The baby boomer generation is finally reaching retirement age. In addition to looking forward to vacations, travel, and more time with family, many older individuals will have to face declining mental and physical health. Advances in modern medicine have given many baby boomers and aging individuals a better quality of life than their ancestors had during their golden years. However, dementia and other cognitive deficiencies are still issues that plague many people approaching retirement. Loss of memory and cognitive ability is an area that causes fear and worry for people who have full use of their capacities. Combating this dilemma is a major concern for health organizations, insurance companies, and communities.
There is existing evidence suggesting that increasing physical exercise and decreasing caloric intake will lower the risk for cognitive impairment in later life. Other studies have demonstrated a clear link between mental exercise and better cognitive functioning. But until now, no study has looked specifically at how physical exercise, daily calorie consumption, and computer use work together to influence the cognitive ability of older individuals. Yona E. Geda, MD, of the Department of Psychiatry and Psychology and the Department of Neurology at the Mayo Clinic in Scottsdale, Arizona, recently conducted the first study that looked at all three factors together. Geda said, “Frequent computer use is becoming increasingly common among all age groups; hence, it is important to examine how it is related to aging and dementia.”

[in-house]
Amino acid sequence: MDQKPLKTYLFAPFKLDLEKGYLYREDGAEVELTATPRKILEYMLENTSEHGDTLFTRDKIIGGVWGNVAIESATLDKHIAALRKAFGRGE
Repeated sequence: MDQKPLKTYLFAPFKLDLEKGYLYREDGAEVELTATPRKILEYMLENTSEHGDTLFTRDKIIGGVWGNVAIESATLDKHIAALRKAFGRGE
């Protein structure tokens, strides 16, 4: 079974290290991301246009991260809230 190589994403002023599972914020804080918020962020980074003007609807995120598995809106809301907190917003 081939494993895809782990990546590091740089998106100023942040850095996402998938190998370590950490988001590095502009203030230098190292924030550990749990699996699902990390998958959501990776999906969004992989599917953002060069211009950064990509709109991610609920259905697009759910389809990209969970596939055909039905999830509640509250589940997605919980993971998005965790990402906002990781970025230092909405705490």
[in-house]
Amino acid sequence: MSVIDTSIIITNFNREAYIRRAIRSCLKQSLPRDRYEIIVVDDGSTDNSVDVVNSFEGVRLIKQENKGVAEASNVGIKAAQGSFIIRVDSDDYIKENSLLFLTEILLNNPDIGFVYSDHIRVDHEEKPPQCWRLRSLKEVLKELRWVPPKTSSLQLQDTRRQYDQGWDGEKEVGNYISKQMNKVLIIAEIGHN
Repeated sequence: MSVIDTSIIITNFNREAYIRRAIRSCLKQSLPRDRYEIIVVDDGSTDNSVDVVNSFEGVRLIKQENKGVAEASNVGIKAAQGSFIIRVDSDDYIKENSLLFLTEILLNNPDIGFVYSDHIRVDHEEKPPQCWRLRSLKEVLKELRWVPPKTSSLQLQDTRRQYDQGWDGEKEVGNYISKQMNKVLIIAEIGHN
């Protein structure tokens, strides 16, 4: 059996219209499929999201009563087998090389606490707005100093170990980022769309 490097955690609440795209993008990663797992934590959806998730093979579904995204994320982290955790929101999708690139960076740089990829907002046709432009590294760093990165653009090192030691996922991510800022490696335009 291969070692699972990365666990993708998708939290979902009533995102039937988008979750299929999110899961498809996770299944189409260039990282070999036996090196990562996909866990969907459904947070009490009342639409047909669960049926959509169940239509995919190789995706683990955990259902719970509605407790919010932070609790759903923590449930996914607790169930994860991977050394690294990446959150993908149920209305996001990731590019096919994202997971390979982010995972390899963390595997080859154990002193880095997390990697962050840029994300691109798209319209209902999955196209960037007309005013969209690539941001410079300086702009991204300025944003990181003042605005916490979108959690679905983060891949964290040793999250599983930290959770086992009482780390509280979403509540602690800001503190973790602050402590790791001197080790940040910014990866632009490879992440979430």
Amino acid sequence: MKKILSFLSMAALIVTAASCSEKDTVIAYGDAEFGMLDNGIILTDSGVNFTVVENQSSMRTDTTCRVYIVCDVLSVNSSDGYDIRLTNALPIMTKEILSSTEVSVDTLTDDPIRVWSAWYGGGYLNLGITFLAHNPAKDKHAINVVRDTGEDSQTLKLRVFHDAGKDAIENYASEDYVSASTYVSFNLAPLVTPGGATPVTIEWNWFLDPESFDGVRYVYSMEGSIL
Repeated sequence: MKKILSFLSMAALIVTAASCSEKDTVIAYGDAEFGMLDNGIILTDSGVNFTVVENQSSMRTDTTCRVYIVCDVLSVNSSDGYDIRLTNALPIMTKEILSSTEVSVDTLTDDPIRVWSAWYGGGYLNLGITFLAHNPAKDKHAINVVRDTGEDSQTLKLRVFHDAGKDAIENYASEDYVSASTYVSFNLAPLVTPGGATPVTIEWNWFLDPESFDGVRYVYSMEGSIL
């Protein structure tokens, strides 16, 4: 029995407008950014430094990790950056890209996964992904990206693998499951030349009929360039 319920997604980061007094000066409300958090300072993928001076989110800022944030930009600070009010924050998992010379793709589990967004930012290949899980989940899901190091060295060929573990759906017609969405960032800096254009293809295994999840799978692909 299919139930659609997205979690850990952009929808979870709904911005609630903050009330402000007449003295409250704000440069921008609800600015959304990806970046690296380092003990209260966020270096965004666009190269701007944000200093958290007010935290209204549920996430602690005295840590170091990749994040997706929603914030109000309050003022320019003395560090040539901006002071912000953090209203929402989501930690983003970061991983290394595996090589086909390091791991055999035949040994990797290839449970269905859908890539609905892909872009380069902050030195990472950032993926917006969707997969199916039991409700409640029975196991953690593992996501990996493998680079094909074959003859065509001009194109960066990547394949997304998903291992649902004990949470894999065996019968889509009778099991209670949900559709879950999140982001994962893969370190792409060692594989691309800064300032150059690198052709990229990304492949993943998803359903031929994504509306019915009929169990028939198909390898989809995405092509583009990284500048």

For the study, Geda surveyed individuals that ranged in age from 70 to 93. The participants were asked about their physical activity, their daily calorie consumption, and their computer use in the year before the survey. Geda controlled the results for other factors such as depression, education level, gender, and existing medical conditions and found that the participants who consumed fewer calories and engaged in both physical activity and computer use had significantly higher levels of cognitive functioning than those who were more sedentary. The participants with the most cognitive impairment were those who engaged in little to no physical exercise and did not use computers. These results clearly show that older individuals can lower their risk for cognitive impairment by participating in physically and mentally stimulating exercises and maintaining a healthy and balanced diet.
Geda, Y. E., Silber, T. C., Roberts, R. O., Knopman, D., Christianson, T. J. H. (2012). Computer activities, physical exercise, aging, and mild cognitive impairment: A population-based study. Mayo Clinic Proceedings 87.5, 437-442.
© Copyright 2012 GoodTherapy.org. All rights reserved.
The preceding article was solely written by the author named above. Any views and opinions expressed are not necessarily shared by GoodTherapy.org. Questions or concerns about the preceding article can be directed to the author or posted as a comment below.